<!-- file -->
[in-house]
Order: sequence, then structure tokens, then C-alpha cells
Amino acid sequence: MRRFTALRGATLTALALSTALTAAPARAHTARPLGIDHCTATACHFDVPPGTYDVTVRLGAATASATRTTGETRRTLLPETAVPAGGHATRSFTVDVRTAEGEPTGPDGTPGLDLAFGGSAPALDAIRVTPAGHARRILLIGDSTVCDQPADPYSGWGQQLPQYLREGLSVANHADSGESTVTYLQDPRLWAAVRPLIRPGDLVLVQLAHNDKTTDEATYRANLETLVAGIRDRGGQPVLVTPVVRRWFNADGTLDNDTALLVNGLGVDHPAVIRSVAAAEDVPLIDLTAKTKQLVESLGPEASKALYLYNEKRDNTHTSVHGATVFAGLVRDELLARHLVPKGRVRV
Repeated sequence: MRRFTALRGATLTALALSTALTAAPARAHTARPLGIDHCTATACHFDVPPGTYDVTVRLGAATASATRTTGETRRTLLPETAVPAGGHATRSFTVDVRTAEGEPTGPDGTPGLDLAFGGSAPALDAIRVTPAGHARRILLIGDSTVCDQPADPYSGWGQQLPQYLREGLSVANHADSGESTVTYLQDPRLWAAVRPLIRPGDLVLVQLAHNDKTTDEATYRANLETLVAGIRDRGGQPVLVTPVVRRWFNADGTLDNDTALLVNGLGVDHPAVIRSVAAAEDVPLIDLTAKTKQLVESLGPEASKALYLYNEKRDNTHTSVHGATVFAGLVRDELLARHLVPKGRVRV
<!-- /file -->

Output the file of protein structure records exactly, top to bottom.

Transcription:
[in-house]
Order: sequence, then structure tokens, then C-alpha cells
Amino acid sequence: MRRFTALRGATLTALALSTALTAAPARAHTARPLGIDHCTATACHFDVPPGTYDVTVRLGAATASATRTTGETRRTLLPETAVPAGGHATRSFTVDVRTAEGEPTGPDGTPGLDLAFGGSAPALDAIRVTPAGHARRILLIGDSTVCDQPADPYSGWGQQLPQYLREGLSVANHADSGESTVTYLQDPRLWAAVRPLIRPGDLVLVQLAHNDKTTDEATYRANLETLVAGIRDRGGQPVLVTPVVRRWFNADGTLDNDTALLVNGLGVDHPAVIRSVAAAEDVPLIDLTAKTKQLVESLGPEASKALYLYNEKRDNTHTSVHGATVFAGLVRDELLARHLVPKGRVRV
Repeated sequence: MRRFTALRGATLTALALSTALTAAPARAHTARPLGIDHCTATACHFDVPPGTYDVTVRLGAATASATRTTGETRRTLLPETAVPAGGHATRSFTVDVRTAEGEPTGPDGTPGLDLAFGGSAPALDAIRVTPAGHARRILLIGDSTVCDQPADPYSGWGQQLPQYLREGLSVANHADSGESTVTYLQDPRLWAAVRPLIRPGDLVLVQLAHNDKTTDEATYRANLETLVAGIRDRGGQPVLVTPVVRRWFNADGTLDNDTALLVNGLGVDHPAVIRSVAAAEDVPLIDLTAKTKQLVESLGPEASKALYLYNEKRDNTHTSVHGATVFAGLVRDELLARHLVPKGRVRV